Compressive Imaging: A New Framework for Computational Image Processing

Monday, November 7, 2005 - 11:00am - 12:00pm
EE/CS 3-180
Richard Baraniuk (Rice University)
Imaging sensors, hardware, and algorithms are under increasing
pressure to accommodate ever larger and higher-dimensional data sets;
ever faster capture, sampling, and processing rates; ever lower power
consumption; communication over ever more difficult channels; and
radically new sensing modalities. Fortunately, over the past few
decades, there has been an enormous increase in computational power
and data storage capacity, which provides a new angle to tackle these
challenges. We could be on the verge of moving from a digital signal
processing (DSP) paradigm, where analog signals (including light
fields) are sampled periodically to create their digital counterparts
for processing, to a computational signal processing (CSP) paradigm,
where analog signals are converted directly to any of a number of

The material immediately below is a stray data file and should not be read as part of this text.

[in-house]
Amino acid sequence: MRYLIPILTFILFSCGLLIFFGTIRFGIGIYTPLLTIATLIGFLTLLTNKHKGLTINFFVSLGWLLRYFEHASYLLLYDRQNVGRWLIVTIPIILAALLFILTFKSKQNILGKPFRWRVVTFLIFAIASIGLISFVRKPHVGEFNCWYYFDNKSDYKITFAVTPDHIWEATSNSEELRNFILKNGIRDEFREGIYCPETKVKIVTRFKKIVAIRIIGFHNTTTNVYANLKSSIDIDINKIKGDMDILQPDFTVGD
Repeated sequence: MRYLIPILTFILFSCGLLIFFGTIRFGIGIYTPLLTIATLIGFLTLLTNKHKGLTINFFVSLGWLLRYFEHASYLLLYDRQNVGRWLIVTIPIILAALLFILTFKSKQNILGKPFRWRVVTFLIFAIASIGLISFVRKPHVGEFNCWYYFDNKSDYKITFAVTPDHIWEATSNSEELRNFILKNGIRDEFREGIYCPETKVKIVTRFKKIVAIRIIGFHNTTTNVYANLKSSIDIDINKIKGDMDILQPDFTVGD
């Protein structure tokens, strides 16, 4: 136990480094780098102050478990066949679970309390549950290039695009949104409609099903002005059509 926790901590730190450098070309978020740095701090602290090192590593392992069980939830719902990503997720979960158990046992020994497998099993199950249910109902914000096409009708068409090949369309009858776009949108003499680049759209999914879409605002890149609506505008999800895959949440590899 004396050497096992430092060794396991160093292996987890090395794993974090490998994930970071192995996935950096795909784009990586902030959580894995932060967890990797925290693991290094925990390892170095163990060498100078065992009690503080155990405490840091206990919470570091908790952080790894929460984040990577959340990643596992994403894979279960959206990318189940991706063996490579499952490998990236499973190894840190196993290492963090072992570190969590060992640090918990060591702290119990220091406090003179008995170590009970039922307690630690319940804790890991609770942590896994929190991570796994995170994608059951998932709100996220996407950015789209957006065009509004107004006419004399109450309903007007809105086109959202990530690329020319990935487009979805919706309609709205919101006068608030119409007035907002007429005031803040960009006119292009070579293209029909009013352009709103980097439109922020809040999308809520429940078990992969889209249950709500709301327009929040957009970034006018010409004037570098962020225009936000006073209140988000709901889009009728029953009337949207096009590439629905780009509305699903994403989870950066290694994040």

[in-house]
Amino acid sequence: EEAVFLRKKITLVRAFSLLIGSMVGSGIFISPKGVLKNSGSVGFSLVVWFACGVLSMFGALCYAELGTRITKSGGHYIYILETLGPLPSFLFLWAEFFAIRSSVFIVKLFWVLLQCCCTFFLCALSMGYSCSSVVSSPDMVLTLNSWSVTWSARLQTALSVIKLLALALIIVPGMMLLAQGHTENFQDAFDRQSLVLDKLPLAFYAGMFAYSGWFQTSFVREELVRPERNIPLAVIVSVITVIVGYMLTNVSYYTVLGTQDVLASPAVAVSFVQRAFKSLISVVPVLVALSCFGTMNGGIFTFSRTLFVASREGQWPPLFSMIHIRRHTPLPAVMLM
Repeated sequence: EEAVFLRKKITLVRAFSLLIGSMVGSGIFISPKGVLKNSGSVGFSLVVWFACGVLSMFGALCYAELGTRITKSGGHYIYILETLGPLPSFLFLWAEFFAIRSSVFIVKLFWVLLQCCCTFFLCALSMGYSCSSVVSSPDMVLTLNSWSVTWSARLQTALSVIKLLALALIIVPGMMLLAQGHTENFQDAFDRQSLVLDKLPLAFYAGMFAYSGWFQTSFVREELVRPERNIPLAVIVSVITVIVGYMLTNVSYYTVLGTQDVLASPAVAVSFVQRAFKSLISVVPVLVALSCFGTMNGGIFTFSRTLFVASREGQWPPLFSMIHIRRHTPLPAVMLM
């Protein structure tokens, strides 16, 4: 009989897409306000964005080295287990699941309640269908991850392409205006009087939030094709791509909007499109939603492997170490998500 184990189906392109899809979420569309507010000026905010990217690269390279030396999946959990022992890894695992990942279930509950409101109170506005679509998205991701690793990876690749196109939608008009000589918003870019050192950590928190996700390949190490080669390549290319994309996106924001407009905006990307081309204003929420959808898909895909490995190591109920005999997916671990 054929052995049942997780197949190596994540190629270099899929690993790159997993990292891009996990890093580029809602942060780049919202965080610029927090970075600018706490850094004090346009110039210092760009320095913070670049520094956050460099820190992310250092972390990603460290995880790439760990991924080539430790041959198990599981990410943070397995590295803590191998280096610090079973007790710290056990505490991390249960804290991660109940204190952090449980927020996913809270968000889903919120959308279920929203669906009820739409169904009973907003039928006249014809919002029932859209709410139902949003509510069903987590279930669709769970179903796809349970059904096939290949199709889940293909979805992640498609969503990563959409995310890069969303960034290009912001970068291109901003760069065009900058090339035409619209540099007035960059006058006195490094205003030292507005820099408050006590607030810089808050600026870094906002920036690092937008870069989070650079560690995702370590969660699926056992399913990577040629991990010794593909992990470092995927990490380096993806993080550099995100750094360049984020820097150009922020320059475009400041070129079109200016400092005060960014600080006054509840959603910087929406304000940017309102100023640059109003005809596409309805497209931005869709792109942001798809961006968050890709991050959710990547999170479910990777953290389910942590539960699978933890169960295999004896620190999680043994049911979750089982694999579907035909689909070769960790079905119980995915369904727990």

intermediate, condensed representations for processing using
optimization techniques. At the foundation of CSP lie new uncertainty
principles that generalize Heisenberg's between the time and frequency
domains and the concept of compressibility. As an example of CSP, I
will overview Compressive Imaging, an emerging field based on the
revelation that a small number of linear projections of a compressible
image contain enough information for image reconstruction and
processing. The implications of compressive imaging are promising for
many applications and enable the design of new kinds of imaging
systems and cameras. For more information, a compressive imaging
resource page is available on the web at
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